“Nobody here is lethargic. Some of us merely believe that effervescence is overrated.” 

Ugly is the nicest thing I can say about the day so far. It was 11 when I woke up, let the dogs out, made coffee then went outside to get the papers. It was cold and windy. Snow showers were falling or rather blowing sideways from the north. I had to fix my fence again. The fierce wind last night knocked it over so it was leaning on the stick I had used earlier to keep it upright. The fence is back to upright. The stick is doing its job. The cow too hit the deck last night, but he is still lying on the grass feet up. I was too cold to stay outside. When I next see the sun, I’ll go out and stand him up so he can enjoy it too.

My living room still has Christmas, but it has no extraneous boxes or bags. Yesterday, I opened, emptied and hauled everything away, mostly to upstairs. Even the empty boxes are gone, brought to the car. I feel accomplished. The living room looks good except for the tree standing in the corner. It will be last, and I’m getting close though maybe not any closer today. I am actually enjoying the lethargy.

By the time I was eleven, I had pretty much planned out my life. I knew I would travel the world. I didn’t know what I wanted to be, but I did know I’d need time from whatever it was I had become for traveling.

I’ve told you how my first flight ever was from Hyannis to Boston, an Easter gift. The next plane ride was Boston to New York, just a girls’ weekend away when I was in college. The third flight was Philadelphia to Accra, Ghana. I have a few vivid memories of that flight. We flew over the cape, an unexpected last goodbye. We stopped in Madrid for refueling and restaffing. We all got off and walked to the terminal, the furthest we could get from the plane. We stayed for only a little time. When it was time to go back to the plane, we were herded by the soldiers carrying weapons. We mooed. My next memory is about my seat belt after we returned to the plane. One side of the belt got stuck between the seat and the plane wall. I couldn’t pull it free. The seat belt sign mocked me. I put the one free side across my body so I looked as if I was in compliance, and the ruse worked. I have no idea why I just didn’t ask for help. Maybe, I thought later, it was the beginning of real independence, maybe even a little civil disobedience.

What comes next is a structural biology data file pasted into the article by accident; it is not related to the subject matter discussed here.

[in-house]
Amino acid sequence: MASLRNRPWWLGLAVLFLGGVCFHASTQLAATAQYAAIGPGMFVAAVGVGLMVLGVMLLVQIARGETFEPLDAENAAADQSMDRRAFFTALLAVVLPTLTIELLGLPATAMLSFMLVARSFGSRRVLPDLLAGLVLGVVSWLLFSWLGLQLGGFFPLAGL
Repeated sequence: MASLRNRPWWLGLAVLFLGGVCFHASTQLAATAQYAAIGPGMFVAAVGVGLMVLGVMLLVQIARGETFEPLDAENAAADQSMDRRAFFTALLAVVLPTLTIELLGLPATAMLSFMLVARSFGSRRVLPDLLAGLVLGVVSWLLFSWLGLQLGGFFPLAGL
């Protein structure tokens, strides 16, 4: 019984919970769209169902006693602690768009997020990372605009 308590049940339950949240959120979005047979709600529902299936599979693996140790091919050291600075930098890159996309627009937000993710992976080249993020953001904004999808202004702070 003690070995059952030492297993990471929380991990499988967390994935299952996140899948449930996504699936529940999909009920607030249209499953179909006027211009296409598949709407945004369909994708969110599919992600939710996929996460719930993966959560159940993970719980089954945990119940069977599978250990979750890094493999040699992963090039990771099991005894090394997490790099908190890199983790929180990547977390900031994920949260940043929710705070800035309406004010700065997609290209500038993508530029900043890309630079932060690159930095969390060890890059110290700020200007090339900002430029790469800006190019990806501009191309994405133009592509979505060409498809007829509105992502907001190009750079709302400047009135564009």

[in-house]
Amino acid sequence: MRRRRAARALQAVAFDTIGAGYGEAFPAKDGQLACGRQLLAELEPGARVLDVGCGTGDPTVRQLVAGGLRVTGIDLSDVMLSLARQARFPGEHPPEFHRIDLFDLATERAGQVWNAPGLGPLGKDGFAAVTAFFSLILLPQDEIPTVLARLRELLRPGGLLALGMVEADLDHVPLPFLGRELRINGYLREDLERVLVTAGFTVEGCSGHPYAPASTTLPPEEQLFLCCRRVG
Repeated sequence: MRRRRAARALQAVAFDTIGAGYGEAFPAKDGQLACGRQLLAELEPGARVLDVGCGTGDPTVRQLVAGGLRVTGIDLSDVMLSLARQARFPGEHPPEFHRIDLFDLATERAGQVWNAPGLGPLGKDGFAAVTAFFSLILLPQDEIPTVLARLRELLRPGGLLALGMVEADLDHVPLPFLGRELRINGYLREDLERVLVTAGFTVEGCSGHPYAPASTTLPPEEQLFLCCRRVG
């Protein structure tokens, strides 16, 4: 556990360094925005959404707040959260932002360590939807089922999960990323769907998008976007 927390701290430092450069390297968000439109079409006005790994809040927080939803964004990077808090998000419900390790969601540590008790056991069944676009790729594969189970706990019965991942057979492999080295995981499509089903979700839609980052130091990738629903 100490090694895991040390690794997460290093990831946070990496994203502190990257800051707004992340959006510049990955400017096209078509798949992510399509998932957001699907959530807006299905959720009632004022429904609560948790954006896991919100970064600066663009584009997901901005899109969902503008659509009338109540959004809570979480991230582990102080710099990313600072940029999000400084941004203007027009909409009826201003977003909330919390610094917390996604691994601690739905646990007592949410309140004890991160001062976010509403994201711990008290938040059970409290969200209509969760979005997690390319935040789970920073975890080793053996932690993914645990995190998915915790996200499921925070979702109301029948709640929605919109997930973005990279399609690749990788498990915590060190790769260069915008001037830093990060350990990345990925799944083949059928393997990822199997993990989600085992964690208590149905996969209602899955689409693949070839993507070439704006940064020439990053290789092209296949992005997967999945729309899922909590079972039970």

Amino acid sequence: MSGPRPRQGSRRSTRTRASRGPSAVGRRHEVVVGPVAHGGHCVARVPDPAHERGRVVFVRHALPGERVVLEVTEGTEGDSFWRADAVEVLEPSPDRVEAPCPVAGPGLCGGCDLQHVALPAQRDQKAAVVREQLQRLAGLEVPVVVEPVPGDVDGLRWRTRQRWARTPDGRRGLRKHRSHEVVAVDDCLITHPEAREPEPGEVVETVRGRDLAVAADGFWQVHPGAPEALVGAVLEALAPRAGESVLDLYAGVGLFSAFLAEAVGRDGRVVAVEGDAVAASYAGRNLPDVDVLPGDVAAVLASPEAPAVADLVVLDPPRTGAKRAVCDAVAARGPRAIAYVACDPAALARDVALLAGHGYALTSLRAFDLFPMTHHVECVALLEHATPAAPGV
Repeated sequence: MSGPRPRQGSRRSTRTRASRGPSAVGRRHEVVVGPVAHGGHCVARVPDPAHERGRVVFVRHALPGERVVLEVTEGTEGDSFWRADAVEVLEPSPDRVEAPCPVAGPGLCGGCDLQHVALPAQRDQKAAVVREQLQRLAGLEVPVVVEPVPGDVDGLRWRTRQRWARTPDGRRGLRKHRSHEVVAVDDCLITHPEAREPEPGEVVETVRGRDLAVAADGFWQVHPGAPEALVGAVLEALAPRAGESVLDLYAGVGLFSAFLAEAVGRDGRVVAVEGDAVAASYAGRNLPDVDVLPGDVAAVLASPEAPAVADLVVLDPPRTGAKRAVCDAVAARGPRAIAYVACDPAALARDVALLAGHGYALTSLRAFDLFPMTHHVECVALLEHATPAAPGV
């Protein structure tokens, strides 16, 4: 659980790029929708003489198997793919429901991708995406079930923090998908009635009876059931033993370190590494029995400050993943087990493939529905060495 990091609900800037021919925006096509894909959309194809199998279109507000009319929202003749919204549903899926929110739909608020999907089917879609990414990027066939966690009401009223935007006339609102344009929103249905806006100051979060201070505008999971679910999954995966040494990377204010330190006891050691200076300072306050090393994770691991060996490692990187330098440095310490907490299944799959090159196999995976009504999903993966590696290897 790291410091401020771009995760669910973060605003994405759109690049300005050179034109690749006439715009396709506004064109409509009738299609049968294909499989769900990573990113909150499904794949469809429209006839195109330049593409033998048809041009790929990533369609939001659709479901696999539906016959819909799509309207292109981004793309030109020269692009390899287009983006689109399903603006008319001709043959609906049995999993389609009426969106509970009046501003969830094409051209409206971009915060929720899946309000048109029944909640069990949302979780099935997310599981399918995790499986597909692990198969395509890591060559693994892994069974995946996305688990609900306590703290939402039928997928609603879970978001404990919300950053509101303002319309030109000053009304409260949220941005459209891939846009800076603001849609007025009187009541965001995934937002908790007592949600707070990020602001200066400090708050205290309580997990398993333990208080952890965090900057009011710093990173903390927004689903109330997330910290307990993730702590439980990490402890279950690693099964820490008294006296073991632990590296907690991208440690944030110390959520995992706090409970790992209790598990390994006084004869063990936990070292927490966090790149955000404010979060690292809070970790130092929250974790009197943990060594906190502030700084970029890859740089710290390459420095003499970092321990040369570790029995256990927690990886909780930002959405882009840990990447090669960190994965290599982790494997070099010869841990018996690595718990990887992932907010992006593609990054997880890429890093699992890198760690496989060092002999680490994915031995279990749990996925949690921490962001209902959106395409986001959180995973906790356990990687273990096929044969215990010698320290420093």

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One Comment on ““Nobody here is lethargic. Some of us merely believe that effervescence is overrated.” ”

  1. Bob Says:

    Hi Kat,

    Today is partly cloudy and the high temperature should reach 72°F. Winter blew in on Christmas Eve and will be back before springtime.

    My first flight as a passenger was on a DC-4 from Dallas to New York’s LaGuardia airport. In those days passengers could visit the flight deck while in cruise and the pilot let me sit non his lap. From then on, I was hooked on flying.

    The first airplane I flew was a 1947 Piper J3 Cub. It was the simplest of airplanes. It had two seats and was covered in fabric which had been doped and painted yellow. It had no electrical system, no starter motor, and five instruments. Airspeed, altimeter, tachometer, oil pressure, oil temperature, and a fuel gage. The wooden prop had to be swung by the instructor to start the engine. The fuel tank was located between the engine and the windshield. The fuel cap had a hole drilled in it with a wire and a cork which ran through the cap. As the fuel was depleted, the level would go down and the wire and the cork would go down. The pilots watched the length of the wire through the windshield to determine the fuel quantity. This was an airplane you flew by the seat of your pants. 🙂

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